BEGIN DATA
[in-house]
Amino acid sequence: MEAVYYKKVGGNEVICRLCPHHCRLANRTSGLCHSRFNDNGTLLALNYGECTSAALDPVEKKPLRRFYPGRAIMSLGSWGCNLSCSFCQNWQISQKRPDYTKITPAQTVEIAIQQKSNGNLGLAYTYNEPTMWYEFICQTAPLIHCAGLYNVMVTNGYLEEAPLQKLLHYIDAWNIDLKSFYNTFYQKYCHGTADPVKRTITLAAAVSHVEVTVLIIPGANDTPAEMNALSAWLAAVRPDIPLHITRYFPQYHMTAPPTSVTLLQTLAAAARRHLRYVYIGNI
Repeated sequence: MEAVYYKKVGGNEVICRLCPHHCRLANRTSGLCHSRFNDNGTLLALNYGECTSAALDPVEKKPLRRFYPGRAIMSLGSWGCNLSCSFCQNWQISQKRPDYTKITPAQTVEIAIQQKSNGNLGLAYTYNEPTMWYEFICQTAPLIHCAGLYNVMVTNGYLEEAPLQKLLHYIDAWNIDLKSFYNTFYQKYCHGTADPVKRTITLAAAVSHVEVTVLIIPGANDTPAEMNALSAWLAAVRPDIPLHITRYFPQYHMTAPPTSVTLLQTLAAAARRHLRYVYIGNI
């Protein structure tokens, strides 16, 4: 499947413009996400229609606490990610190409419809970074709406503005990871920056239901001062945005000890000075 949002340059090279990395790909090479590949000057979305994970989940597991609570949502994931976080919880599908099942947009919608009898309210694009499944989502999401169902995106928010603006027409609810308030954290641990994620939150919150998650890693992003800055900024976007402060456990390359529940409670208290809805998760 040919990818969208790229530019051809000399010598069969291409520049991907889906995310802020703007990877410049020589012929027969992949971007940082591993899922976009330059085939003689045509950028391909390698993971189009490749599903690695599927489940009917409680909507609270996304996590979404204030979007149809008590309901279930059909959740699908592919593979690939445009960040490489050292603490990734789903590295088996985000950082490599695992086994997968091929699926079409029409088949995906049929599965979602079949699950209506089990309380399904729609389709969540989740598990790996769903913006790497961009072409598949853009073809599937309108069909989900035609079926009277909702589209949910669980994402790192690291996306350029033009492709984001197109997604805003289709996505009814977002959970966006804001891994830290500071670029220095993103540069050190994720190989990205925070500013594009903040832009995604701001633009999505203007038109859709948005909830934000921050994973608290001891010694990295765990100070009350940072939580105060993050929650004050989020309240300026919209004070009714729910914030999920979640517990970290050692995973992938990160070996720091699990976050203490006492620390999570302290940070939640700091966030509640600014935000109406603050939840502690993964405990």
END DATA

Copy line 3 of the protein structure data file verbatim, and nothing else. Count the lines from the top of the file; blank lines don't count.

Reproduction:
Repeated sequence: MEAVYYKKVGGNEVICRLCPHHCRLANRTSGLCHSRFNDNGTLLALNYGECTSAALDPVEKKPLRRFYPGRAIMSLGSWGCNLSCSFCQNWQISQKRPDYTKITPAQTVEIAIQQKSNGNLGLAYTYNEPTMWYEFICQTAPLIHCAGLYNVMVTNGYLEEAPLQKLLHYIDAWNIDLKSFYNTFYQKYCHGTADPVKRTITLAAAVSHVEVTVLIIPGANDTPAEMNALSAWLAAVRPDIPLHITRYFPQYHMTAPPTSVTLLQTLAAAARRHLRYVYIGNI